2018 was a turbulent year for the markets in general. We started off on a cheerful note- propped up by the exuberance of the 2017 rally, things started going downstream very soon with a meltdown in mid cap and small caps, NCLT cases, an NBFC liquidity crisis spearheaded by IL&FS, the global sturm-und-drang created by Donald Trump and finally our local political issues that created some noise in the markets. The FPIs sold off trimming their EM exposure while domestic flows kept the market buoyant.
For fund managers like us it was indeed a challenging year but the beauty of our “CGM” model is the fact that it enables investors to lose less in falling years and we have done exactly that this year and outperformed our benchmarks.
Now let’s look at some factors that will help us understand the undercurrents for 2019.
DII Flows to remain robust while FII outflows to reduce
Historically FII outflows have always been most influenced by rupee depreciation, widening CAD and higher crude prices. Stability of macro variables are the key for FII’s allocation to India among total EM allocation and going into 2019 we have witnessed some sanity in India’s macro variables as crude has fallen and is expected to remain depressed that will keep both the CAD and the rupee in check. Additionally a dovish commentary in US fed should also help ensure that the pace of FII outflows should moderate. In the meantime, Domestic flows have remained robust and only been looking up month after month which will create a strong foundation for the market.
Source: AMFI, Plus Delta Research
Fundamentals are improving and valuations are moderating
We entered 2018 with too much optimism and euphoric expectations have continued to drive valuations which recently received a jolt of reality from the market. This is the 6th consecutive year where earnings are in near single digit. Today we are in a situation where the valuation differential between PE of large cap companies and mid cap/small cap companies is at a six-year high i.e. mid cap companies are trading at a six-year-high discount to large cap companies. Out of the BSE 500, as many as 373 stocks are quoting below their levels at the beginning of the year. The market cap of India Inc., which was at Rs 151.73 lac crore at the beginning of the year, is now at Rs 143.30 lac crore. This is puts us at a very low base and with improving macro fundamentals the earnings can improve from here. When earnings improve valuations will be rationalized and can further retrace from the Current 26x to 18.5x which is the 15 year long term average for the NIFTY. So now earnings are improving, valuations are neutral and fundamentals are robust. This is an ideal situation for the market, if valuations drop further due to the election noise early next year; it will become a stock picking bonanza.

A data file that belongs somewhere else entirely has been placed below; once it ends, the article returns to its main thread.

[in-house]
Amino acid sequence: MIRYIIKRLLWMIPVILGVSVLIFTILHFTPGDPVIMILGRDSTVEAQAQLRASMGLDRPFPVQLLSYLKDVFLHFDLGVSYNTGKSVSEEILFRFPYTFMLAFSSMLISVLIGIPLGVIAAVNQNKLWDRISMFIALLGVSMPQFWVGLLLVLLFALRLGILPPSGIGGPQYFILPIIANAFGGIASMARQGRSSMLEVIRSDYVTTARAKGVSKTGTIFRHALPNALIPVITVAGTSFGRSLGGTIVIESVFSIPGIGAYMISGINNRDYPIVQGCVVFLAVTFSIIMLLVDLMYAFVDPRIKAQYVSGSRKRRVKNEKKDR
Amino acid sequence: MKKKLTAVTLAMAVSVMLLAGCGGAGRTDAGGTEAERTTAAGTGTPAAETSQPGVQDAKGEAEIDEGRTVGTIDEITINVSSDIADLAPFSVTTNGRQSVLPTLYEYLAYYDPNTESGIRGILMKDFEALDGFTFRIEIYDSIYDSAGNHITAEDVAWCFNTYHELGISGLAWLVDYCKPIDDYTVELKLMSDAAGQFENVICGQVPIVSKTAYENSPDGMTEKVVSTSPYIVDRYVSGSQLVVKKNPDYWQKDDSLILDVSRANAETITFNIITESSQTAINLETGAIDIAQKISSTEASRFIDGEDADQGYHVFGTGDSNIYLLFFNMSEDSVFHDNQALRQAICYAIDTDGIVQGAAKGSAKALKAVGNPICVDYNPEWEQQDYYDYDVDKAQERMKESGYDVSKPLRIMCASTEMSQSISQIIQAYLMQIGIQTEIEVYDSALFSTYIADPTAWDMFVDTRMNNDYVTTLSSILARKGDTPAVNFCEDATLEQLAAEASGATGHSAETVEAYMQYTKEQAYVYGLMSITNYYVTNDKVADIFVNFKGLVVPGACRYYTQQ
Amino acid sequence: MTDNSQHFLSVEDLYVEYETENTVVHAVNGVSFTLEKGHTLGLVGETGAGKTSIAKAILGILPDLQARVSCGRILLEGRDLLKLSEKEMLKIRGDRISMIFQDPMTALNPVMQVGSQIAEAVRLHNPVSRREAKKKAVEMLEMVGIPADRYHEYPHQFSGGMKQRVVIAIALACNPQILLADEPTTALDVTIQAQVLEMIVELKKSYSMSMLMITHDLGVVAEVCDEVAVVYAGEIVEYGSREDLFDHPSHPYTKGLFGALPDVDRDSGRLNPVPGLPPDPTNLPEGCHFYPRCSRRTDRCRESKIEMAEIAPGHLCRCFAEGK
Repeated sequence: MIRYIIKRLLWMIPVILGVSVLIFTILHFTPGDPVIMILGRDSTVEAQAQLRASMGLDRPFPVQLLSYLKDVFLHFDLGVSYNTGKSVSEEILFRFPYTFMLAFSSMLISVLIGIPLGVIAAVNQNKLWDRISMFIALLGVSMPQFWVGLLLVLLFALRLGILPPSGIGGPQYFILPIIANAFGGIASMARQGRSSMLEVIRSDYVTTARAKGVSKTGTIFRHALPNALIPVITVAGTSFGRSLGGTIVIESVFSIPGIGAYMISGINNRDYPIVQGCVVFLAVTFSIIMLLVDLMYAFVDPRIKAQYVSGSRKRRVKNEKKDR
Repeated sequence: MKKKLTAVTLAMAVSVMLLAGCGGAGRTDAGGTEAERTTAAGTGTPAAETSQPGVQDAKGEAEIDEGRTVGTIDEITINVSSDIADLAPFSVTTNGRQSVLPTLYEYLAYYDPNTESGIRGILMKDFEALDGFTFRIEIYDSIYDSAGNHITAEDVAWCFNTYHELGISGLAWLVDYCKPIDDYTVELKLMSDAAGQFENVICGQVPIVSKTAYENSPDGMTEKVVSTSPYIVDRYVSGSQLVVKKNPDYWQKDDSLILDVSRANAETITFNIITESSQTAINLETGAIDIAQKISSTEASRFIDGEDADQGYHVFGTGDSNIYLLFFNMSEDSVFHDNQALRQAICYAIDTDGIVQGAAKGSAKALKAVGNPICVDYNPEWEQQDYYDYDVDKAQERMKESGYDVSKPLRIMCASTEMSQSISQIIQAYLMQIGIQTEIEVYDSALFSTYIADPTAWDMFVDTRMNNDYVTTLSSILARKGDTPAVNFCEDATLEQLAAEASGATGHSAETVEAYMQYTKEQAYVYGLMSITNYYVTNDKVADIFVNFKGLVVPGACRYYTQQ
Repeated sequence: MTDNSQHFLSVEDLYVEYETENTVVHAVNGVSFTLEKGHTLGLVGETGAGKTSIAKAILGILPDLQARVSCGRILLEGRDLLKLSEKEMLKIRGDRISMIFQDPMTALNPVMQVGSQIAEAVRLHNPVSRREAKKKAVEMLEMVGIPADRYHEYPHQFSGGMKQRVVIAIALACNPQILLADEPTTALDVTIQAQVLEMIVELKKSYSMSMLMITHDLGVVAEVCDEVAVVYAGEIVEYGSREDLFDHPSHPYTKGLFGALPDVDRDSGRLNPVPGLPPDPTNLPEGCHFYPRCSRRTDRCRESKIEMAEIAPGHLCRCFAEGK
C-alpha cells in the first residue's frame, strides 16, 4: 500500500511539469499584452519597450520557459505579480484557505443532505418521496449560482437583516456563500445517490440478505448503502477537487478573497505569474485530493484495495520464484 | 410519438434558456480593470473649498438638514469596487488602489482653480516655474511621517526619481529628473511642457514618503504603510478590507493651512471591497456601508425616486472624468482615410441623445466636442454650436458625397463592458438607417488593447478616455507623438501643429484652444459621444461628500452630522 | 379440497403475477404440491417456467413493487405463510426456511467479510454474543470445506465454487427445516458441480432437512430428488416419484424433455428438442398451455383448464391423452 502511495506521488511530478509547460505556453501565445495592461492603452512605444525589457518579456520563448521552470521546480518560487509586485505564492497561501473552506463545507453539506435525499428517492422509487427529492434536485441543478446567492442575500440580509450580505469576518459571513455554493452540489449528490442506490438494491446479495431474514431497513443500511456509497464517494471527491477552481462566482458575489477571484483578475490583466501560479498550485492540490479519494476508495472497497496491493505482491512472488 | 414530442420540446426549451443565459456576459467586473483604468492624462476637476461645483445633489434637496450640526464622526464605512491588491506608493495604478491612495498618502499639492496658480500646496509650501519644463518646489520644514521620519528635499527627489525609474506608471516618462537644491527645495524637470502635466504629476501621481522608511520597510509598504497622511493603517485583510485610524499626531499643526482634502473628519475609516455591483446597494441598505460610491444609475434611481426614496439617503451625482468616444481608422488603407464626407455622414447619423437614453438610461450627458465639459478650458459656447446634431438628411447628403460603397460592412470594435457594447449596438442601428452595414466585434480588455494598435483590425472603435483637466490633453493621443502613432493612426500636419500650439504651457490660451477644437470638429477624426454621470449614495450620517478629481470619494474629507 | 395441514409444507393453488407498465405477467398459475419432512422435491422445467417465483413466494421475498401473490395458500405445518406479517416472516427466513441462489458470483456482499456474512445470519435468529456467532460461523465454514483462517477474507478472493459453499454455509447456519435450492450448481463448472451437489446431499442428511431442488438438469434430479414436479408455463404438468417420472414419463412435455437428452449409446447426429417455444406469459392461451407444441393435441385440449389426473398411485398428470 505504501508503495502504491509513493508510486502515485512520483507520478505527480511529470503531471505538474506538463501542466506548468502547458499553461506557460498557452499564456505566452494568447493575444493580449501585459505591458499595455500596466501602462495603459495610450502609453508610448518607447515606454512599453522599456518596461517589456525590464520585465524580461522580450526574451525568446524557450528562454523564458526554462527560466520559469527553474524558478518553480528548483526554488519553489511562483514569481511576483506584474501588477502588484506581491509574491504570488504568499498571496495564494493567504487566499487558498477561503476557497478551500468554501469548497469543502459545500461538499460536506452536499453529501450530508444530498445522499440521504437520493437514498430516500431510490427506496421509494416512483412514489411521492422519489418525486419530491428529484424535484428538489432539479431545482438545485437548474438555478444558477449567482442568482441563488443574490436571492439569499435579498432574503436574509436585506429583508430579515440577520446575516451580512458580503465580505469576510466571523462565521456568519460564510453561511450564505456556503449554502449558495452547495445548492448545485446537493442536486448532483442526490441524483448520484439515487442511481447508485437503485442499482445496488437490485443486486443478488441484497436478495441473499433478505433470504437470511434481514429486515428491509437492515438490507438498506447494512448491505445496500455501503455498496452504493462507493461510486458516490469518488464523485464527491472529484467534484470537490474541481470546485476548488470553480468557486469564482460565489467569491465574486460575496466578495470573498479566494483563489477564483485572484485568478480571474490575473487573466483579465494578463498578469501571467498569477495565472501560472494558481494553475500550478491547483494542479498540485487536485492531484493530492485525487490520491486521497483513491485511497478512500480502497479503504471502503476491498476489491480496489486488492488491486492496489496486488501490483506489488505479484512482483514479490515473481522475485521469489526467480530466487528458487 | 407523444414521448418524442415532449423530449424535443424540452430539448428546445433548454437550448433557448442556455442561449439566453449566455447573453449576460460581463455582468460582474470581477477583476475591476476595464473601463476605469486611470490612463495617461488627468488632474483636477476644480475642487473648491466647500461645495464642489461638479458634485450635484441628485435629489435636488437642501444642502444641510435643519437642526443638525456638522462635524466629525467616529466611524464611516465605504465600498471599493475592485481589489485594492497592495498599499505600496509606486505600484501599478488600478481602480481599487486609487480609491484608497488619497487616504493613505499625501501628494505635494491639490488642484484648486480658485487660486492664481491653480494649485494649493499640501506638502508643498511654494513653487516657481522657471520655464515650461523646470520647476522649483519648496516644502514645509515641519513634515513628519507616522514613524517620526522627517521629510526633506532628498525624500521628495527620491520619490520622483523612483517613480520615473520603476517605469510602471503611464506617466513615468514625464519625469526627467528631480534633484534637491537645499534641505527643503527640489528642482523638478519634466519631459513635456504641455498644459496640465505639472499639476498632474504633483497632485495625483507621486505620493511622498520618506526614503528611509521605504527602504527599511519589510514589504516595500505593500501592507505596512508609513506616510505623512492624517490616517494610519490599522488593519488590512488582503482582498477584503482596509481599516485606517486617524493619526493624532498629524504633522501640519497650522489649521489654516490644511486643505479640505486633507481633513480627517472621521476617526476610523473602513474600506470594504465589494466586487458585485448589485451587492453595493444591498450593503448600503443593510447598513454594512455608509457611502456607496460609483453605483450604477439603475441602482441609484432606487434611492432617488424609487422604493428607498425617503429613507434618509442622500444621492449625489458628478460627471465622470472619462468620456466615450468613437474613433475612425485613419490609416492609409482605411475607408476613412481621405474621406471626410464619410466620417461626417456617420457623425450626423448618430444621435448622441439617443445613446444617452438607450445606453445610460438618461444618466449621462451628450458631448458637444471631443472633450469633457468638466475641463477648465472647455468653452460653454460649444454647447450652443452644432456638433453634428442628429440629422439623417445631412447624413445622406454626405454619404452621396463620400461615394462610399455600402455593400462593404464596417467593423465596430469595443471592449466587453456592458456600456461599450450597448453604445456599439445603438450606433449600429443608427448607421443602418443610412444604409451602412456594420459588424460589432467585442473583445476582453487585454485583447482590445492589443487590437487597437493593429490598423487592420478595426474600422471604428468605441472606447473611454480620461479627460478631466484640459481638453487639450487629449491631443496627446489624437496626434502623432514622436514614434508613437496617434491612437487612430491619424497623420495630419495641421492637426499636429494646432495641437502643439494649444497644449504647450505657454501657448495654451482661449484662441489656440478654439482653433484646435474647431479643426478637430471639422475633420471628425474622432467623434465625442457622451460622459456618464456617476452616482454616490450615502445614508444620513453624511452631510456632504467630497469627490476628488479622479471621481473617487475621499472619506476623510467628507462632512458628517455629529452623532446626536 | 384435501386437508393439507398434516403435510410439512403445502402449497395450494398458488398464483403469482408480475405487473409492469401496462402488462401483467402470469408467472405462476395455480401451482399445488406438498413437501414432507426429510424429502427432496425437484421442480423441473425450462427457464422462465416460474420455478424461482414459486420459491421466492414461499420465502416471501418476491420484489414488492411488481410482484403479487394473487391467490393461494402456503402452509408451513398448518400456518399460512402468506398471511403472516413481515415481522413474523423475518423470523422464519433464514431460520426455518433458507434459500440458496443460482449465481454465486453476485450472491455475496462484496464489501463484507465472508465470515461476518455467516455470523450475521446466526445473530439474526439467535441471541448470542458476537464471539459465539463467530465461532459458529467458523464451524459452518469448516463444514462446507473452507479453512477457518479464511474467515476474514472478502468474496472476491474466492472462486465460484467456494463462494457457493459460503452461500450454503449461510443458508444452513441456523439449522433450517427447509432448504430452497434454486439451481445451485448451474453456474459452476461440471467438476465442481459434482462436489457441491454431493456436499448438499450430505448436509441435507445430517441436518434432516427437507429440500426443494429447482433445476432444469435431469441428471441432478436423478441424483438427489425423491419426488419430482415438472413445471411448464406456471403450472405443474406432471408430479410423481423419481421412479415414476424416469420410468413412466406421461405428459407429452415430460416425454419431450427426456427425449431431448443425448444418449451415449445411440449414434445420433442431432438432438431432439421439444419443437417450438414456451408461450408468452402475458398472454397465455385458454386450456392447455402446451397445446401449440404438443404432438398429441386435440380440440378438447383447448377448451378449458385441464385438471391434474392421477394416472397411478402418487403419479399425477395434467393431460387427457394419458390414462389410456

Source: NSE, Plus Delta Research
Crude – From tailwind to headwind to tailwind again
It took 14-15 months for crude to climb from $55 to $86 and the reverse from $85 to $55 happened in just 56 days. Across the year we did many discussions on “Traders Central” regarding crude oil and its trajectory. So the OPEC+ with Russia help have finally agreed to a 1.2 million bpd cut, but clearly that is not sufficient to stem the decline in crude, early reports suggest that crude will continue to remain in a surplus going into 2019 which suggests that crude prices should remain depressed going forward. The initial rise in crude prices impacted margins of Consumer/Auto/Cement in 1HFY19 and also raised the bogey of fuel price regulation for the OMCs, resulting in a sharp correction in the stock prices. Assuming full pass through a USD10/barrel reduction in the price of crude oil would push down retail petrol and diesel prices by ~INR4/liter and pushes down the CAD by ~USD11b, which is equivalent to 0.4% of the GDP. So structurally this is positive for the markets.
Elections – an overblown issue which market seldom takes seriously!
As stated in our earlier note “In the election noise don’t lose your poise!” (Read More at http://www.chartadvise.com/election-noise-dont-lose-poise/)– We learned that the market has never had negative returns in an election year. We strongly believe that elections will only create a short term blip and will not greatly alter the secular trend of the bull market. The positive reaction after the state elections was a hint as to what the market is really discounting. Markets like stability and we believe if the current government is reelected then the market may post a knee jerk positive reaction. If we get a fractured mandate, the market will blink its eyes from a few months but eventually will revert back to its trend.
Fund Manager – Plus Delta Portfolios
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